However I wouldn't really say the employers have done anything wrong. They received a claim of sexual harassment, which they obviously have to investigate. Even so, it doesn't appear they were planning on sacking you for this. However, you raised a complaint, you were probably on your last legs anyway and they no longer considered you worth the hassle. They should have probably gone through a formal process but this isn't tribunal worthy, best case scenario you'd be entitled to your notice.

    Lesson to be learnt, it's not a good idea to text a member of the opposite sex at work, especially when you haven't been there that long.

    This is of course assuming you've been 100% honest here and there isn't more to the story.
    • bonnielass18
    • By bonnielass18 26th Mar 18, 2:30 PM
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    bonnielass18
    But they didn!!!8217;t even investigate it, the had a conversation with the guys and decided there and then that it was fact and then disciplined me. First I heard there was any kind of issue was when I received the warning in email.

    And then I raised my grievance and they didn!!!8217;t investigate that. and then dismissed me for something else... and then changed their minds for it to be something else again
    • bonnielass18
    • By bonnielass18 26th Mar 18, 2:31 PM
    • 34 Posts
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    bonnielass18
    Sorry!! I keep forgetting about the issue with the iPhone and it just looks like I am really angry with all of the exclamation marks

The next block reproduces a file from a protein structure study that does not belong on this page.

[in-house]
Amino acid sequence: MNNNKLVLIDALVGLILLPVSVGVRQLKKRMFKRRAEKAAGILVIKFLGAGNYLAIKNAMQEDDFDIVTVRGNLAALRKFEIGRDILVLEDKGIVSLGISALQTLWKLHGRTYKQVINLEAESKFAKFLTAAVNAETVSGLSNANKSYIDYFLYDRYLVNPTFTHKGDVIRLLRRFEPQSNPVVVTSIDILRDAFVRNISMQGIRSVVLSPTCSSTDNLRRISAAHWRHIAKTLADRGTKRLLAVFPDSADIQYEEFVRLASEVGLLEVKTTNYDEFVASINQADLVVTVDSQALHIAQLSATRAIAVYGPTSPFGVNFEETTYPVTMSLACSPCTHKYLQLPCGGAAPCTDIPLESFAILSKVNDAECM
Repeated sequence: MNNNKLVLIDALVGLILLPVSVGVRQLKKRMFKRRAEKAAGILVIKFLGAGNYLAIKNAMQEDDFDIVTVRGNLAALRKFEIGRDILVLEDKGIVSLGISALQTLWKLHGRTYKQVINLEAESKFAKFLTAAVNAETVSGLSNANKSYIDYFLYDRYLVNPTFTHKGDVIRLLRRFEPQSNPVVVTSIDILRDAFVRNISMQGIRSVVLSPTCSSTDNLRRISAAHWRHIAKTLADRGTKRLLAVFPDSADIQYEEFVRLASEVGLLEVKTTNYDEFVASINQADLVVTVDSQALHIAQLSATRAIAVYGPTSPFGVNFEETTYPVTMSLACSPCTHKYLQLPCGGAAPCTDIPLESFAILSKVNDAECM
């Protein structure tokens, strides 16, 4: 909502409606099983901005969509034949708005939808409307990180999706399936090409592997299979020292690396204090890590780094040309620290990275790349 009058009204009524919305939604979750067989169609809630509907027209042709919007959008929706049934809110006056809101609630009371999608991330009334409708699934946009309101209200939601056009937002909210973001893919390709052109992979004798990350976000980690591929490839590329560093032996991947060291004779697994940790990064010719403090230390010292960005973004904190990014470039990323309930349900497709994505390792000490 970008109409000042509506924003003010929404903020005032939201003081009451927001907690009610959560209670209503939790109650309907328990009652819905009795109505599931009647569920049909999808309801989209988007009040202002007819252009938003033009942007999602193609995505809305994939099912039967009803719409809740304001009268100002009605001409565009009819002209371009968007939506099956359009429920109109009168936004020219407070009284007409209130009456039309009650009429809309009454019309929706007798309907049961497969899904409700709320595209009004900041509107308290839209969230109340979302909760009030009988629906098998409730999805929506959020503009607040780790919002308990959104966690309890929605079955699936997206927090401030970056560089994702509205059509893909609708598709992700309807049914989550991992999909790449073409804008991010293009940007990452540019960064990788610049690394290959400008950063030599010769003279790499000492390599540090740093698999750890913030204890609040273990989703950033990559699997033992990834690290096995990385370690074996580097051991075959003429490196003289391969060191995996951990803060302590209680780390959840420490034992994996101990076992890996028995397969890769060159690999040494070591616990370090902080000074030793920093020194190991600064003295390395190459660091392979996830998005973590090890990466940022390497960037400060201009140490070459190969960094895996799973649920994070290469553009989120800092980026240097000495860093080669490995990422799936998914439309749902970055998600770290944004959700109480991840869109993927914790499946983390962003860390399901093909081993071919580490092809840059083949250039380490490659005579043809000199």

• Gavin83
    • By Gavin83 26th Mar 18, 2:56 PM
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    Gavin83
    But they didn!!!8217;t even investigate it, the had a conversation with the guys and decided there and then that it was fact and then disciplined me. First I heard there was any kind of issue was when I received the warning in email.

    And then I raised my grievance and they didn!!!8217;t investigate that. and then dismissed me for something else... and then changed their minds for it to be something else again
    Originally posted by bonnielass18
    But none of this appears to be sex discrimination, just poorly implemented practices. I'm assuming it was the solicitor who advised to enter it as sex discrimination because quite simply if you hadn't you'd have no right to a tribunal.

    Look, this is my opinion. In reality my opinion doesn't really matter, I won't be deciding the case. My strong advice (and I'd suggest taking this on board) is if you can't come to a settlement and the solicitor will no longer continue the case on a no win, no fee basis that's the time to drop it. Once your solicitor is effectively admitting you don't have a strong case that's a bad sign. Until that point feel free to carry on, but I'd certainly consider any offer your ex employer puts forward, just don't expect it to be the figure you ask for.